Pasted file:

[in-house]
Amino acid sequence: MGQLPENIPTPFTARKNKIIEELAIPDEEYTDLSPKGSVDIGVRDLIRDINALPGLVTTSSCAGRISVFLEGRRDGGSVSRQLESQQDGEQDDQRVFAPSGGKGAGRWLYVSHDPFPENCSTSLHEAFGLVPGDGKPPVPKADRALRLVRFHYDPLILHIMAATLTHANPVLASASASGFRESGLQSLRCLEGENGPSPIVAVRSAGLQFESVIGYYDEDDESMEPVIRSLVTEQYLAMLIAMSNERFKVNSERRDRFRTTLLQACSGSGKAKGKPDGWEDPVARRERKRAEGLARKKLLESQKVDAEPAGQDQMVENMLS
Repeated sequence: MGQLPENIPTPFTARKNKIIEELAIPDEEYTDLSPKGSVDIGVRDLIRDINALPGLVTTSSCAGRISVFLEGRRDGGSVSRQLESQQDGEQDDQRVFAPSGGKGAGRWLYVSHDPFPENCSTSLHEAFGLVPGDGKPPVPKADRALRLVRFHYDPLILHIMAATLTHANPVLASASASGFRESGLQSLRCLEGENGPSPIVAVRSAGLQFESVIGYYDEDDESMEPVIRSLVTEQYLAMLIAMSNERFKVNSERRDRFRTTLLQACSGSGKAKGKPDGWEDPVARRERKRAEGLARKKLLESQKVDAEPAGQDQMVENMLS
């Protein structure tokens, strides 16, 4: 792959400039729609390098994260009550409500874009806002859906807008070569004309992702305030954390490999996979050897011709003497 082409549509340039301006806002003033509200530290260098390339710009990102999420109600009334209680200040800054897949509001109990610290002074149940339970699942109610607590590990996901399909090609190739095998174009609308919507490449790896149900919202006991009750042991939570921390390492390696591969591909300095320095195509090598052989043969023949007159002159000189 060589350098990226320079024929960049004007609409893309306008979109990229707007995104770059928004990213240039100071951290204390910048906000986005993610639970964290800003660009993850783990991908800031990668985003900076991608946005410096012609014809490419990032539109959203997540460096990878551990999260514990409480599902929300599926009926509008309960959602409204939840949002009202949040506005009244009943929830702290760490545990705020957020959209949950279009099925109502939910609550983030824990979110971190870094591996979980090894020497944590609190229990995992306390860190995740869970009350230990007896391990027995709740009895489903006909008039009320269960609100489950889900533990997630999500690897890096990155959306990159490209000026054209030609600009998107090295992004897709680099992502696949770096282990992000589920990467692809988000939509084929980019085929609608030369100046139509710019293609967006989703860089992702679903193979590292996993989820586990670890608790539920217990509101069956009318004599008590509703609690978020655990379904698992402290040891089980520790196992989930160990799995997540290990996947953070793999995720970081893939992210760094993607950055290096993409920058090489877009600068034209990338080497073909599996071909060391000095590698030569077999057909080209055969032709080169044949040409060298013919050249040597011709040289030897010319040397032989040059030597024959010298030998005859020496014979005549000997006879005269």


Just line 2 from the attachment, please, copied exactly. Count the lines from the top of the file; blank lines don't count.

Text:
Amino acid sequence: MGQLPENIPTPFTARKNKIIEELAIPDEEYTDLSPKGSVDIGVRDLIRDINALPGLVTTSSCAGRISVFLEGRRDGGSVSRQLESQQDGEQDDQRVFAPSGGKGAGRWLYVSHDPFPENCSTSLHEAFGLVPGDGKPPVPKADRALRLVRFHYDPLILHIMAATLTHANPVLASASASGFRESGLQSLRCLEGENGPSPIVAVRSAGLQFESVIGYYDEDDESMEPVIRSLVTEQYLAMLIAMSNERFKVNSERRDRFRTTLLQACSGSGKAKGKPDGWEDPVARRERKRAEGLARKKLLESQKVDAEPAGQDQMVENMLS